Note: It takes time to increase omega-3 levels throughout the body so getting regular intake of omega-3 is best. Your diet, lifestyle, family history, and health status impact your overall need for omega-3s. Your doctor or dietitian may suggest higher levels of EPA and/or DHA. 

Omega-3 as an anti-inflammator

EPA and DHA are both involved in managing response to tissue injury and inflammation, although EPA appears to be more involved primarily because of its role as an eicosanoid. Clinical research has shown that supplementing with fish oil supports joint health (e.g., flexibility, range of motion, and tissue integrity), aids athlete performance, and improves vascular health and circulation.

In general, omega-3s have an anti-inflammatory effect on the body while omega-6s have a pro-inflammatory effect. Both omega-3s and omega-6s are needed for optimal health but they need to be in balance. Blood and tissue levels in which there are high levels of omega-6 and low levels of omega-3 are now being linked to the risk of chronic and debilitating health conditions such as allergies and immune conditions, mood disorders, joint discomfort, periodontal health, heart and circulatory problems, and obesity. Central to these health conditions is a state of increased and chronic inflammation.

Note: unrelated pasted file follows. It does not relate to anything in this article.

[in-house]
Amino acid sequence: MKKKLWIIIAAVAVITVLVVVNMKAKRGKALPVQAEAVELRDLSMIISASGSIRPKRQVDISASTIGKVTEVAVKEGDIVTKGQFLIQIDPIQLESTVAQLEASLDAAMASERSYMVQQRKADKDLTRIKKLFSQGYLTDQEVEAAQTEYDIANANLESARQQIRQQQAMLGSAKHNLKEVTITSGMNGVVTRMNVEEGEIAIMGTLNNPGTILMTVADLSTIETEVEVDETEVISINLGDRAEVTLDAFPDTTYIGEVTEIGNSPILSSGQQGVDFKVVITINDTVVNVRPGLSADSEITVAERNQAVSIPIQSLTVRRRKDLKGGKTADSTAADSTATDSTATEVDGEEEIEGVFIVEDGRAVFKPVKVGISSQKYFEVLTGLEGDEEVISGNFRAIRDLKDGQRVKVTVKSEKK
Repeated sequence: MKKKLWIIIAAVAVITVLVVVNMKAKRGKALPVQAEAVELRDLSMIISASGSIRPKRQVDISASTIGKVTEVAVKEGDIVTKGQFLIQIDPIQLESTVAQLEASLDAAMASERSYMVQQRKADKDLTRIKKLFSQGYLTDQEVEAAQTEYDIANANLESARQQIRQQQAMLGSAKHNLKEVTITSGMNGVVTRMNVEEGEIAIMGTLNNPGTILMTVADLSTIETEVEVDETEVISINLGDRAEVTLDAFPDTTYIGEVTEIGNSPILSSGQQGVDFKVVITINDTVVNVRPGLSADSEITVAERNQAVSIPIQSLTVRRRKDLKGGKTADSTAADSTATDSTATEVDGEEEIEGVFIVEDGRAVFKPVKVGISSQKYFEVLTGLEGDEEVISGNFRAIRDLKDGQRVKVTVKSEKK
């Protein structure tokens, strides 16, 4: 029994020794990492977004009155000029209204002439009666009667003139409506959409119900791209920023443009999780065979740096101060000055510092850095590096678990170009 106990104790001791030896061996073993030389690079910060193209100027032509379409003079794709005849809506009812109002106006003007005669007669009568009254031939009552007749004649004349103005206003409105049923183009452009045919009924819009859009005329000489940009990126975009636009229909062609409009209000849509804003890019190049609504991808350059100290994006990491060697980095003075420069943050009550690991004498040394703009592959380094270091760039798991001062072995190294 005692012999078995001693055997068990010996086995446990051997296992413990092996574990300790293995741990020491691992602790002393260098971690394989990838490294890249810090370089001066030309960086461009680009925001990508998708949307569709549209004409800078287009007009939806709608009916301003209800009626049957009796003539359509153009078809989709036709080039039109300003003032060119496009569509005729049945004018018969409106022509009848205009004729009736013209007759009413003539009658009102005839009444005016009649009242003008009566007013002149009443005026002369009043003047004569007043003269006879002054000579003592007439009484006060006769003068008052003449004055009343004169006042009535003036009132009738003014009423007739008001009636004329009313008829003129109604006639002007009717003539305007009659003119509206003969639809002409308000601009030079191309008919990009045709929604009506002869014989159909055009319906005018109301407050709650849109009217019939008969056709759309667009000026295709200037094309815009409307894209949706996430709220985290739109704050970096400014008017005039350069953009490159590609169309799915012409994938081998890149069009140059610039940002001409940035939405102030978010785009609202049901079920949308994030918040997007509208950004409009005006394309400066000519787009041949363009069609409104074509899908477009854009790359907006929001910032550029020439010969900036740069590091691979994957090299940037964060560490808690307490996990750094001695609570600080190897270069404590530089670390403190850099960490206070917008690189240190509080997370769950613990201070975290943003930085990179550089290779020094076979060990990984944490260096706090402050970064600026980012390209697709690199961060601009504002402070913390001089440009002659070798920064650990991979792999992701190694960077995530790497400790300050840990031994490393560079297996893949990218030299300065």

Omega-3 impact on mood

Mental health conditions are rising around the globe. Depression is predicted to soon become a leading cause of work disability. In recent decades, depressed moods and other challenges with mental health have increased as dietary intake of omega-3s has fallen. People who live in cultures that consume more seafood and omega-3s have better moods (these societies also have lower rates of cognitive decline and heart conditions).

Dozens of research studies with omega-3s from fish oil have shown positive impacts on mental health and mood. Specifically, fish oil that is higher in EPA than DHA appears to be the most beneficial. While EPA and DHA are essential nutrients and not drugs, research suggests that they enhance the effectiveness of therapies and are widely reported to improve general mood.

The infant’s need for omega-3s

The developing infant, both in the womb and in early life, needs a considerable amount of long-chain fatty acids, particularly DHA, for proper development of the brain, eyes, and the immune and nervous systems. Health authorities recommend that pregnant and lactating women consume at least 200-300 mg of DHA per day; some recommend a daily intake of 900 mg. (Research has shown safe use of up to 1100 mg DHA omega-3 per day.) Clinical research has reported the benefits of adequate intake during and after pregnancy in both mother and child. For example, women are more likely to carry their babies to full term when they eat fish or consume fish oils. Additional physical and mental benefits for mom have been documented.